Colorado’s Plans To Accept Tax Payments in Crypto Could Be Rocky for Investors

Colorado is hoping to become more crypto friendly with a new tax proposal, but investors should understand the complications


Colorado Governor Jared Polis | Source: Western Area Power


key takeaways

  • Colorado is hoping to accept tax payments in crypto by the end of this summer
  • Paying taxes in an appreciating asset can get complicated, experts warn

Years after becoming the first state to use blockchain technology in government infrastructure, Colorado is looking to accept cryptocurrencies for tax payments, its governor announced Wednesday.

“We are touting Colorado as the center of the crypto economy,” Colorado Governor Jared Polis said in an interview ahead of the ETHDenver conference Wednesday.

“We have not only very favorable laws and rules, but we also have a great ecosystem of innovation here.”

The state hopes to accept cryptocurrencies for state tax payments and other state transactions, such as permit or license payments, by the end of this summer, Polis said. Colorado will have to partner with a crypto company to accept and convert the cryptocurrencies, he added.

“Our budget is still in dollars, our expenditures are still in dollars, and, of course, we don’t want to take the speculative risk of holding crypto, so we will be having a transactional layer there,” the Democrat said. “It will be entering our systems as dollars.”

“For consumer convenience, we want to accept payments in a wide variety of cryptocurrencies.” 

For Colorado citizens looking to use crypto for their tax obligations, it could get complicated, some tax experts point out.

“Colorado’s plan to accept crypto currency for state tax payments and other government fees is proof of crypto’s wide acceptance as both an investment and payment method,” Kell Canty, CEO of Ledgible, said. “Of course, using crypto to pay taxes does not change the tax treatment of the transaction for federal income or state income tax purposes.”

The taxpayer will be responsible for keeping track of these transactions and determining tax obligations, legal experts said.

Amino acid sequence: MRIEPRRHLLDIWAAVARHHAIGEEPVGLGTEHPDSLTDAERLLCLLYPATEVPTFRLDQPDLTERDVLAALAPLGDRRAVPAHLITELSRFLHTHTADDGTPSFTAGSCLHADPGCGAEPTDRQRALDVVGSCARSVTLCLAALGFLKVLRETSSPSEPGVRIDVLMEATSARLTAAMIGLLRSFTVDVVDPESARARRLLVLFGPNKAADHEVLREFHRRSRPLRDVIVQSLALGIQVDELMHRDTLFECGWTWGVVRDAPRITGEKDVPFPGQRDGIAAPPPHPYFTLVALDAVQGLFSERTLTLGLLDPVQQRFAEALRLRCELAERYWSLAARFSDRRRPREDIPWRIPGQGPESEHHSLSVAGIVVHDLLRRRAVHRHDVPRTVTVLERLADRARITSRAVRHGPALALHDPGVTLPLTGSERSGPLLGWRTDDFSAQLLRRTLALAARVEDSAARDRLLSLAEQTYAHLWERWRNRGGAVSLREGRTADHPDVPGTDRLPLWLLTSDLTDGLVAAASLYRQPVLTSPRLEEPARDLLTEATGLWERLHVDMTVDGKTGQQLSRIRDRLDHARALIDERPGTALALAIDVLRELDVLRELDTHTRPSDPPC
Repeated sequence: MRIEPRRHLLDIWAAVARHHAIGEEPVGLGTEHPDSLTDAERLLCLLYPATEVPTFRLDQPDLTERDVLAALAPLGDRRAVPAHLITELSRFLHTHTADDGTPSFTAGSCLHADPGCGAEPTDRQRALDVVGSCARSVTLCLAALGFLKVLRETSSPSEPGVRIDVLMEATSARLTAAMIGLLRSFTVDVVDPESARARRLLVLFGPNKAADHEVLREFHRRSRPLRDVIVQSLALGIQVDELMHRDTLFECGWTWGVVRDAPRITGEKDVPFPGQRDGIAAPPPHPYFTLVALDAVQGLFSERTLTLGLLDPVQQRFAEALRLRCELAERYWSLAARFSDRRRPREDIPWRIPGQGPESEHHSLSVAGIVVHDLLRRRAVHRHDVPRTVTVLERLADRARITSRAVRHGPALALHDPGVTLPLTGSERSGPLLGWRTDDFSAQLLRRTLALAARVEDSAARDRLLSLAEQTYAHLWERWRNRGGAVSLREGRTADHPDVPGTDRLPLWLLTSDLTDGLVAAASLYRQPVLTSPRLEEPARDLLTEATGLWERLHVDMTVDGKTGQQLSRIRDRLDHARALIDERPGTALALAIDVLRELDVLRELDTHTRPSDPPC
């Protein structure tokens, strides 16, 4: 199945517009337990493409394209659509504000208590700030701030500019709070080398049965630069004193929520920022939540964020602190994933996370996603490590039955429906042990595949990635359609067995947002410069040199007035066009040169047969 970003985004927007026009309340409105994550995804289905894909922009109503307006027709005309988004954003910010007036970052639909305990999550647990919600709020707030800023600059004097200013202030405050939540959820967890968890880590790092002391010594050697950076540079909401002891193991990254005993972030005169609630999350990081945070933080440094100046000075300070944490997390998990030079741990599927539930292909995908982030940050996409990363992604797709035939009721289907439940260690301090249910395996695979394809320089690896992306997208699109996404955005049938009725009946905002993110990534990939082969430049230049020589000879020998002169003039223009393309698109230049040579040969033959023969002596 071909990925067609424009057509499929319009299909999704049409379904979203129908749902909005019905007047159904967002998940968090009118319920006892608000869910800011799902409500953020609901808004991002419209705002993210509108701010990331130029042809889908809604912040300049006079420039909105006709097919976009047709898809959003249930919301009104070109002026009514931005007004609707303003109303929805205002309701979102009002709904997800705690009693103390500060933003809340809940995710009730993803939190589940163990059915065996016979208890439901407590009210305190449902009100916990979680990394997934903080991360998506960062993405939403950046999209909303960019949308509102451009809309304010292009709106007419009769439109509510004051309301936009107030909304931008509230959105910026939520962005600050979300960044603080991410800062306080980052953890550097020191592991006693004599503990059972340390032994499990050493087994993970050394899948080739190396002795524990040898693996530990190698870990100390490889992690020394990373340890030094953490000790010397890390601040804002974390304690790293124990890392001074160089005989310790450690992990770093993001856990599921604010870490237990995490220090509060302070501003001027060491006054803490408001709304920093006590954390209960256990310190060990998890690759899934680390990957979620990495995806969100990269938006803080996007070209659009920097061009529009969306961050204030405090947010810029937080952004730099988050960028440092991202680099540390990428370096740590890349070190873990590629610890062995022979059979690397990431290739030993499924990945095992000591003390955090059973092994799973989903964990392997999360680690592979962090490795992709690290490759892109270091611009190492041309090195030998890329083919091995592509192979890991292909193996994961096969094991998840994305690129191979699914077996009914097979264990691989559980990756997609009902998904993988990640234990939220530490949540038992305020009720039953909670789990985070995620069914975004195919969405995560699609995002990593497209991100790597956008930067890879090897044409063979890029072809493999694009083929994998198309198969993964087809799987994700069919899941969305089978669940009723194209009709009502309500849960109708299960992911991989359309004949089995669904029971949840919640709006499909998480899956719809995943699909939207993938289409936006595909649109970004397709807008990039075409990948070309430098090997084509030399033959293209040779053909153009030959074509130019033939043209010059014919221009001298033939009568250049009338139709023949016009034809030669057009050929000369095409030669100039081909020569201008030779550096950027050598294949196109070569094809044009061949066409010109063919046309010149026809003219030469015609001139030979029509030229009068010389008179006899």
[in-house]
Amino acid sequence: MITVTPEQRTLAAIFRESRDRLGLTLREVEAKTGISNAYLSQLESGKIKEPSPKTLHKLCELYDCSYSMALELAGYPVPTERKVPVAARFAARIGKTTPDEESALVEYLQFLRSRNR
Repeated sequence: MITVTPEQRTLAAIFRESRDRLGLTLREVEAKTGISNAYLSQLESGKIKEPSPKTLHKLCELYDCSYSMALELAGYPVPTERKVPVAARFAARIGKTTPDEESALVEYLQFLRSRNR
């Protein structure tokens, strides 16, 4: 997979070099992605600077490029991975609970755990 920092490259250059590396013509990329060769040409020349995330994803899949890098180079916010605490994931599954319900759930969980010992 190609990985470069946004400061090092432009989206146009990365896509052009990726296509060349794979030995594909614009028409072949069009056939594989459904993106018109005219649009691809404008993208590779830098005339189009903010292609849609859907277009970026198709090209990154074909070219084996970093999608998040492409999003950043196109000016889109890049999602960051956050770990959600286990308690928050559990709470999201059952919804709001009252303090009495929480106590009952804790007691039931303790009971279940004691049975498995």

“The challenge is principally borne by the taxpayers, for whom the disposal of crypto is a tax event which will create a gain or loss that needs to be accounted for in the following tax year,” said Preston Byrne, partner at law firm Anderson Kill.

Paying taxes with crypto creates more tax implications for citizens, Shehan Chandrasekera, head of tax at CoinTracker, agreed.

“If you are spending appreciated cryptocurrency to pay taxes, that will trigger more capital gains — a never-ending cycle,” he said. “Spending an appreciating asset for something like taxes is not wise, in my opinion.”

Citizens looking to pay taxes with crypto are going to have to be very careful about where these funds are coming from, said Jordan Bass, owner of Taxing Cryptocurrency.

“It could potentially be easier to make large payments over crypto versus sending a check, maybe for someone that lives mostly on-chain it would make sense,” Bass said. “It sounds cool, making Colorado more blockchain friendly, but I see this as maybe only benefiting a select few.”

Polis’ tax announcement comes on the heels of several initiatives in Colorado to increase blockchain-driven solutions in government.

“The city of Denver held, I think it was — at least in the United States — the first election with blockchain technology for our overseas ballots,” Polis said.

“We believe this is a big solution on privacy, as well as on efficiency, and we’re very excited about what that means for empowering people to control their own information.”

Colorado’s lower taxes and more lenient crypto-related regulatory guidelines make the state attractive to digital asset companies, Polis added.

“We are pushing back against the feds wherever we can around creating the opportunity for innovation in this sector,” he said. “The state is an asset in terms of defending the rights and freedoms of people rather than infringing on them.”

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